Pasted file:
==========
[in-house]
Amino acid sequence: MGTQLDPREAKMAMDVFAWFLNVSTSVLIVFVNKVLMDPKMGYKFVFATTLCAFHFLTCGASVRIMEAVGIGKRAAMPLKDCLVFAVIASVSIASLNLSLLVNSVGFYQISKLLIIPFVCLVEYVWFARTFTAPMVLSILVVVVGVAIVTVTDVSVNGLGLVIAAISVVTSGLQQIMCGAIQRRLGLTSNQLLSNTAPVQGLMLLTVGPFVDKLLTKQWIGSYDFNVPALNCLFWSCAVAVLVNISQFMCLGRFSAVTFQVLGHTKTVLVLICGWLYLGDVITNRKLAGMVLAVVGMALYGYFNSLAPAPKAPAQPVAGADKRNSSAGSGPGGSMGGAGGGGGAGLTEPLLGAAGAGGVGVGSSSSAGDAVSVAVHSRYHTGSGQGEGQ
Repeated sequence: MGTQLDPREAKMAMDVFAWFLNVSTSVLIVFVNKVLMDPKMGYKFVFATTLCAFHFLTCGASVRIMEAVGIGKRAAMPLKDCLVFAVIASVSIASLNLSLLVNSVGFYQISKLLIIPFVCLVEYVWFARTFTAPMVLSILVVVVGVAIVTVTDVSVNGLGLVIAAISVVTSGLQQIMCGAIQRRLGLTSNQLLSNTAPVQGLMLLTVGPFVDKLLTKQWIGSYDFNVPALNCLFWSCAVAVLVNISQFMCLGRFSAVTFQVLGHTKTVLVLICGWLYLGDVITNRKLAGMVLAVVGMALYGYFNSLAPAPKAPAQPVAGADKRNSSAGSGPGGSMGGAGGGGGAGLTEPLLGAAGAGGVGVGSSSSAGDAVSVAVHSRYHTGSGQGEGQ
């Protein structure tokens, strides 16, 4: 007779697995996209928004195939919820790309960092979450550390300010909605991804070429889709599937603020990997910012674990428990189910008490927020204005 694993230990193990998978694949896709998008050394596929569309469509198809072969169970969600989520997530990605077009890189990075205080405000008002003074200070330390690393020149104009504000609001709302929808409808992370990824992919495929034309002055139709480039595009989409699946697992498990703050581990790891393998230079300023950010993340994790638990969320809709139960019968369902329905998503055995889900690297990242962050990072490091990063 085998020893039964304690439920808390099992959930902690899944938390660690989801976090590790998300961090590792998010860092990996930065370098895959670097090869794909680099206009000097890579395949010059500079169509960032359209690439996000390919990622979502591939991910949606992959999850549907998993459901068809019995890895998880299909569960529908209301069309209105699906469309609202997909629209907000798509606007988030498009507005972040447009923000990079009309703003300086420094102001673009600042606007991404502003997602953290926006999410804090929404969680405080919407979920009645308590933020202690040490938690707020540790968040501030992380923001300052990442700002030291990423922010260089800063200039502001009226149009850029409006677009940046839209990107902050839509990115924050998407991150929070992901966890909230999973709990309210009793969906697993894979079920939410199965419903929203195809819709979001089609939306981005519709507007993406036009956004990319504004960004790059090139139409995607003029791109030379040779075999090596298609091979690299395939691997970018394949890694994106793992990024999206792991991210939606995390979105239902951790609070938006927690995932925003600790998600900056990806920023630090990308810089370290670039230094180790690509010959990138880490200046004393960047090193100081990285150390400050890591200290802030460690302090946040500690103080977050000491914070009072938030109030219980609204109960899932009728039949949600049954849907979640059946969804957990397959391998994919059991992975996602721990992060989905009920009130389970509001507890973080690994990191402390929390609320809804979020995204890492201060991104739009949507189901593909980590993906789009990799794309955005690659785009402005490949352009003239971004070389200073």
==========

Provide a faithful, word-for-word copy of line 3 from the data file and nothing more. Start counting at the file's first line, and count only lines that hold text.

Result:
Repeated sequence: MGTQLDPREAKMAMDVFAWFLNVSTSVLIVFVNKVLMDPKMGYKFVFATTLCAFHFLTCGASVRIMEAVGIGKRAAMPLKDCLVFAVIASVSIASLNLSLLVNSVGFYQISKLLIIPFVCLVEYVWFARTFTAPMVLSILVVVVGVAIVTVTDVSVNGLGLVIAAISVVTSGLQQIMCGAIQRRLGLTSNQLLSNTAPVQGLMLLTVGPFVDKLLTKQWIGSYDFNVPALNCLFWSCAVAVLVNISQFMCLGRFSAVTFQVLGHTKTVLVLICGWLYLGDVITNRKLAGMVLAVVGMALYGYFNSLAPAPKAPAQPVAGADKRNSSAGSGPGGSMGGAGGGGGAGLTEPLLGAAGAGGVGVGSSSSAGDAVSVAVHSRYHTGSGQGEGQ